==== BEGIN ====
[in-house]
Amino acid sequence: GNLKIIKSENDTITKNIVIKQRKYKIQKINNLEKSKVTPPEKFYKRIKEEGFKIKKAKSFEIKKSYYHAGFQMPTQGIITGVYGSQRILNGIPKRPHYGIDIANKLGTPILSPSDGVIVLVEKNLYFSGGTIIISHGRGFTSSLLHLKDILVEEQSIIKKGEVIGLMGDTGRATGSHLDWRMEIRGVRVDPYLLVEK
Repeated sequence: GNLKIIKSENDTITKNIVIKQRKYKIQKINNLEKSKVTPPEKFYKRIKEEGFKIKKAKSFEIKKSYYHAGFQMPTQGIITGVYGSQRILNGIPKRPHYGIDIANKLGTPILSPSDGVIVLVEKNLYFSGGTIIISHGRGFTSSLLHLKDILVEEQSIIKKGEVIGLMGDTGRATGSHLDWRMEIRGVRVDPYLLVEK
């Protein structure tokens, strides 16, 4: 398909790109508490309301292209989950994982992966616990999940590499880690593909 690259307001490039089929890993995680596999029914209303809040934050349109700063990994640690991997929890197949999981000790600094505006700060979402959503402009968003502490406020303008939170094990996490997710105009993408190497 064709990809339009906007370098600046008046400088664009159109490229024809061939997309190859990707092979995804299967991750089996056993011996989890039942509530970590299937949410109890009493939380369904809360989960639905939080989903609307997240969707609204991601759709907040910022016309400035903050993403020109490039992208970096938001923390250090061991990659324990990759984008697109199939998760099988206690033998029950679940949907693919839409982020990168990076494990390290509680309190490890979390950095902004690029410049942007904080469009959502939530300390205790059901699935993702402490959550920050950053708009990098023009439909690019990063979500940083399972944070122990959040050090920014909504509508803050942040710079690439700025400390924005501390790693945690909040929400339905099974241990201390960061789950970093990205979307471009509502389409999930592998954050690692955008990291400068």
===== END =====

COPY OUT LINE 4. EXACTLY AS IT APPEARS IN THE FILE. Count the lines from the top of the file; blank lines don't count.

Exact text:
């Protein structure tokens, strides 16, 4: 398909790109508490309301292209989950994982992966616990999940590499880690593909 690259307001490039089929890993995680596999029914209303809040934050349109700063990994640690991997929890197949999981000790600094505006700060979402959503402009968003502490406020303008939170094990996490997710105009993408190497 064709990809339009906007370098600046008046400088664009159109490229024809061939997309190859990707092979995804299967991750089996056993011996989890039942509530970590299937949410109890009493939380369904809360989960639905939080989903609307997240969707609204991601759709907040910022016309400035903050993403020109490039992208970096938001923390250090061991990659324990990759984008697109199939998760099988206690033998029950679940949907693919839409982020990168990076494990390290509680309190490890979390950095902004690029410049942007904080469009959502939530300390205790059901699935993702402490959550920050950053708009990098023009439909690019990063979500940083399972944070122990959040050090920014909504509508803050942040710079690439700025400390924005501390790693945690909040929400339905099974241990201390960061789950970093990205979307471009509502389409999930592998954050690692955008990291400068």